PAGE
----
L-R: Rumeriz, Stan, SDBBE representative
We arrived by our 6 PM appointment time, were warmly greeted at 6:10 and ushered onto a meeting room with Daniel Rumeriz Rumeriz, the head of Villa de Etla.  Shortly afterwards someone from Santo Domingo Barrio Bajo Etla joined us.  He was Maria’s (the former administration head) environmental representative and the head of the committee that protected the dump from additional illegal dumping.  We had a very frank discussion about the possibility of selecting Villa de Etla as the pilot site for a constructed wetland in the Central Valley.  We explained about Water for Humans involvement with Santo Domingo Barrio Bajo Etla since 2009 and Dr. Jhabvala’s involvement since 2010.  We then explained how the extent of the project has changed from a specific single constructed wetland for Villa de Etla to a pilot for the Central Valley and for the state.  We then explained that the selection process for the pilot site would be based on ideal conditions for the technology, the environmental impact and the social collaboration & impact.  We told him that socially and politically they had a long way to go before we would select them as the pilot site and that the selection would not be made for a number of months yet.  We also told him that the dump was a separate project and that because of it, more land may be needed for the project.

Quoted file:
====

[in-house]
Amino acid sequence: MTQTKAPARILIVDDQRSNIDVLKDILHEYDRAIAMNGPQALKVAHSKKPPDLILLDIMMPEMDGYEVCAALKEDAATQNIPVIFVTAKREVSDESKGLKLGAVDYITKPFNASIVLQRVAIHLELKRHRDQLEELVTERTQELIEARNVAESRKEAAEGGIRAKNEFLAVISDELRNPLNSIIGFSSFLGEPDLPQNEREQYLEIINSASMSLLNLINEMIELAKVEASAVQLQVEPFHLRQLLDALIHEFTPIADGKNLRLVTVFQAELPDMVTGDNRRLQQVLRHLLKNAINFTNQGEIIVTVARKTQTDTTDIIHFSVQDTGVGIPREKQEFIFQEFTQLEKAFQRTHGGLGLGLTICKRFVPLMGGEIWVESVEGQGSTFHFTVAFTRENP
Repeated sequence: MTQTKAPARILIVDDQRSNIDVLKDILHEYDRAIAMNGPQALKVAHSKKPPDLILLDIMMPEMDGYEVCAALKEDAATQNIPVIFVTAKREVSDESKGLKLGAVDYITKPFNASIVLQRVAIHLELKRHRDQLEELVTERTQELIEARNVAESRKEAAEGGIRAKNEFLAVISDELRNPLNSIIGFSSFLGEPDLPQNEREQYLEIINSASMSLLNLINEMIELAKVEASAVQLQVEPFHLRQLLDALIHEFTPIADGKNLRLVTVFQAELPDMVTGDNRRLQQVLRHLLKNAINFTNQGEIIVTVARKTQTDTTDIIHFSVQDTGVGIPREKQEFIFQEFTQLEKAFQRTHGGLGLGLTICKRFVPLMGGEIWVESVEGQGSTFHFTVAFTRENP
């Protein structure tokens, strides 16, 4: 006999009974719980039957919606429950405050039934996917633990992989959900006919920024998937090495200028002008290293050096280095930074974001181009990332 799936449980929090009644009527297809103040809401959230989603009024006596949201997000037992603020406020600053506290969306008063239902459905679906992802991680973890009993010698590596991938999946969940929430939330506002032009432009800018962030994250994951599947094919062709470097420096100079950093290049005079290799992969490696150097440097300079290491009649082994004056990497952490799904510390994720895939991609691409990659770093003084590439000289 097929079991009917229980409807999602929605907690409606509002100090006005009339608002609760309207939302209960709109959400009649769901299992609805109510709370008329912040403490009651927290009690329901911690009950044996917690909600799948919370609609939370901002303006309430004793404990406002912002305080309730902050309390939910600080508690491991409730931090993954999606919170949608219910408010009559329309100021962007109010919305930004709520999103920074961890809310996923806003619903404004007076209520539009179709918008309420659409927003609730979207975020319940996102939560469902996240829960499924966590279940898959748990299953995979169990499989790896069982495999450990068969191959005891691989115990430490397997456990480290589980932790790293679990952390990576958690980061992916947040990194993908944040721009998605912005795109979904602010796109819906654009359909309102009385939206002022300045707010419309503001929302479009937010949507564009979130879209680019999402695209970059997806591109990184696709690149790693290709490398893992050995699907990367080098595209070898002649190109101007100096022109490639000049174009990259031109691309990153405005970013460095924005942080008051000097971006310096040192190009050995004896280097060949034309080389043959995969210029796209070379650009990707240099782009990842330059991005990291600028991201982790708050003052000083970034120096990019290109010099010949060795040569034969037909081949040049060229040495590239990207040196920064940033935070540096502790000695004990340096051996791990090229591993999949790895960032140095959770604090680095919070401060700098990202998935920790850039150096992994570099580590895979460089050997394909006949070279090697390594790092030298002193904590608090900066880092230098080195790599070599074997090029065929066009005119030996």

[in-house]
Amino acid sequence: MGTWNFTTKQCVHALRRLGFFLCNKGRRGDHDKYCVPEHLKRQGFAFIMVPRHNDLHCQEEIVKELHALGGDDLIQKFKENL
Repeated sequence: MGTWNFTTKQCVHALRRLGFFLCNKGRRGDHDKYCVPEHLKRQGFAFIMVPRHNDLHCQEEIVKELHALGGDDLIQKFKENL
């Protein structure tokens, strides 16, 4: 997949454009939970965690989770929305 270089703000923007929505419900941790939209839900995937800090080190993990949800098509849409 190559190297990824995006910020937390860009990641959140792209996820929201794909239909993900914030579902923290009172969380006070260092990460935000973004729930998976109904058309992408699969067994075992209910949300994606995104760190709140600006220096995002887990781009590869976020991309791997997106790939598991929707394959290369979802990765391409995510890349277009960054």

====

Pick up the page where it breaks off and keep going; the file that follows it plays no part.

Mr Rumeriz said that they were very interested in being the pilot site and that he was calling for a meeting of the Elders in the Villa de Etla next Tuesday to discuss the matter.  We explained that we are looking at other locations but would monitor the social and political situation there from both Villa de Etla’s perspective and SDBBE’s perspective.  The SDBBE representative was cautiously happy about Villa de Etla’s ‘changed attitude’ and said that they would have to see if actions follow.

All in all, the meeting turned out well.  Villa de Etla seems to be genuinely interested in being considered as the pilot site and they know the important factors that will influence our selection process.

We returned to Oaxaca and Nelly showed Stan her favorite tamale place, a street vendor, close to the zocalo.  Stan bought two tamales for less than the price of one at our favorite tamale restaurant, ate them at home and gave them two thumbs up (at a great price).

Rick was doing much better and had zeroed in on the cause of the nausea:  lemonade. It turns out he is allergic to citrus, and this was compounded by consuming a lot of lemon-lime juice (at most meals).  After some strong antihistamine he is back “with the living.”

Later today we will meet with Jess Perry who is interested in doing a film project about water and sanitation in the face of climate change.  She  contacted us well over a year ago and we look forward to meeting her and learning more about her project. She is very interested to learn about INSO’s work, our collaboration with them and how our joint work could become part of a film. Following this, we will go to the HUB to meet with Megan, one of the founders, and Bravo Ahuja to see the ongoing work on their rain catchment systems.